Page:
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Dream Act Passed by the House

Previously published Jun 2. 2021
Dream Act Passed by the House
Photo © 2009 Kris Price / SEIU

Previously published Jun 2. 2021

The Dream Act that the House of Representatives recently passed, 228 – 197, is a practical step towards immigration reform. However, even this limited act is unlikely to get passed in the Senate in these times of highly polarized politics.


Our country needs radical immigration reform both to address the question of millions of undocumented immigrants living in the US and find a solution for the large number of foreigners who try to enter our borders illegally. It is estimated that America has over 11 million undocumented immigrants, some of whom are farm-workers and their families, and others who are “dreamers”—the children of immigrants who were brought into this country by their parents illegally but have stayed on to become a part of the American fabric. They are very much like other American citizens, except that they do not have legal status regarding their citizenship. What should the country do with such people? Driving them out of the country is an unthinkable option as this is the only home that these people have known all their lives. Yet, many Americans are scared about granting citizenship to these people.


Our fear of immigrants is not new. Many citizens believe that immigrants take away jobs, put a burden on social resources, and participate in criminal activities. What is less understood is that many immigrants also contribute to our society in terms of their work and the taxes they pay. America continues to be a beacon on the hill, attracting thousands of immigrants, mainly from Latin America, every year. As immigrants push to enter our borders, the plight of children separated from their parents, retained in cage-like conditions, is tough to witness.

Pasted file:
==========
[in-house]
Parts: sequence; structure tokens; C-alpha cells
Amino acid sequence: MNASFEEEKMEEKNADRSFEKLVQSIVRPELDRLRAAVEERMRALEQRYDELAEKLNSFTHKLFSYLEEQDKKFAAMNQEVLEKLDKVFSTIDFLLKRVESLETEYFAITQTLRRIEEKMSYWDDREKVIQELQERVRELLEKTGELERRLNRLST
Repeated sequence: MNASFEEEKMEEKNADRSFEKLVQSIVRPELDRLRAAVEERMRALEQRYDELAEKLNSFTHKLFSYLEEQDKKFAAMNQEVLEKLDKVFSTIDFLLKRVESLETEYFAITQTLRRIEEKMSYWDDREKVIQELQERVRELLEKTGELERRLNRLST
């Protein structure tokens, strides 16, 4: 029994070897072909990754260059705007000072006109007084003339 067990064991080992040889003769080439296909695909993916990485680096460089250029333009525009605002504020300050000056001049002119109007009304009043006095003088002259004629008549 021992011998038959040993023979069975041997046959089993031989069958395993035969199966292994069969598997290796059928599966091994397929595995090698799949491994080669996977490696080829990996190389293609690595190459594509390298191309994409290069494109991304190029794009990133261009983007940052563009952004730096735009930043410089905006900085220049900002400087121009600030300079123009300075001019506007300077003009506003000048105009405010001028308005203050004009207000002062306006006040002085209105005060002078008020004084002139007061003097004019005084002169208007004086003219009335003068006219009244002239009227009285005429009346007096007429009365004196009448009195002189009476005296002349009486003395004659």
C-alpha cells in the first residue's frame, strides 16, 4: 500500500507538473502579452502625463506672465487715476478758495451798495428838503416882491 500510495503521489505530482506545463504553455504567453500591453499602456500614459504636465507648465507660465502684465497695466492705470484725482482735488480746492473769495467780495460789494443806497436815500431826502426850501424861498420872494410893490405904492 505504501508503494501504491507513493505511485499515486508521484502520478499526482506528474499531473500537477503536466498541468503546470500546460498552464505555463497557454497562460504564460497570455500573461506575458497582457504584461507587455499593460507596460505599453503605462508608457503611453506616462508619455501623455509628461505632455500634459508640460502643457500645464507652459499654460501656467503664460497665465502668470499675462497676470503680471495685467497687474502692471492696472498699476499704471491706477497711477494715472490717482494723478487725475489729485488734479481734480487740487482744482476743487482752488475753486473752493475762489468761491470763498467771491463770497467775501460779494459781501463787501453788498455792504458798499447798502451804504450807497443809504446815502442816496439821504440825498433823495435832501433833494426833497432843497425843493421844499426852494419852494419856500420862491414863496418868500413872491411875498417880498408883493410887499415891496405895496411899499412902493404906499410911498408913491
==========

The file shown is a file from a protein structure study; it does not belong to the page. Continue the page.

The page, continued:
The Dream Act that advocates granting citizenship to the 2.5 million Dreamers, and another 1.5 million undocumented farmers, is a tremendous practical first step in reforming our immigration system. Immigration reform supporting undocumented immigrants has been a partisan issue, with Democrats generally being pro-immigration and Republicans being anti-immigration. Support for farm-workers is also bipartisan to some extent, including Republican members of Congress whose constituents include large numbers of undocumented workers in their states. Not surprisingly, the recent act passed with a unanimous Democratic vote and garnered support from a handful of Republican lawmakers. Beyond these two measures, immigration reform continues to be a messy debate with very little common ground between radical political viewpoints.

As such, even this limited step of the Dream Act is unlikely to pass in the Senate. This is because of the highly charged political environment that we find ourselves in. Republicans are focused on winning a majority in both houses in the coming 2022 elections. Discrediting the president using the human tragedy unfolding currently on our southern border is one political weapon they want to use. The message to the American public is that immigrants are bad for society, and Biden is too soft on the border issue. Letting the Dream Act pass in the senate will show the Republicans as being soft on the immigration issue as well—a position that their political views will not allow them to take.


Sadly, the Dream Act is expected to die in the senate chamber as just another immigration reform act that raised false hope.



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Aneesh Raghavan
Aneesh Raghavan, Website Manager

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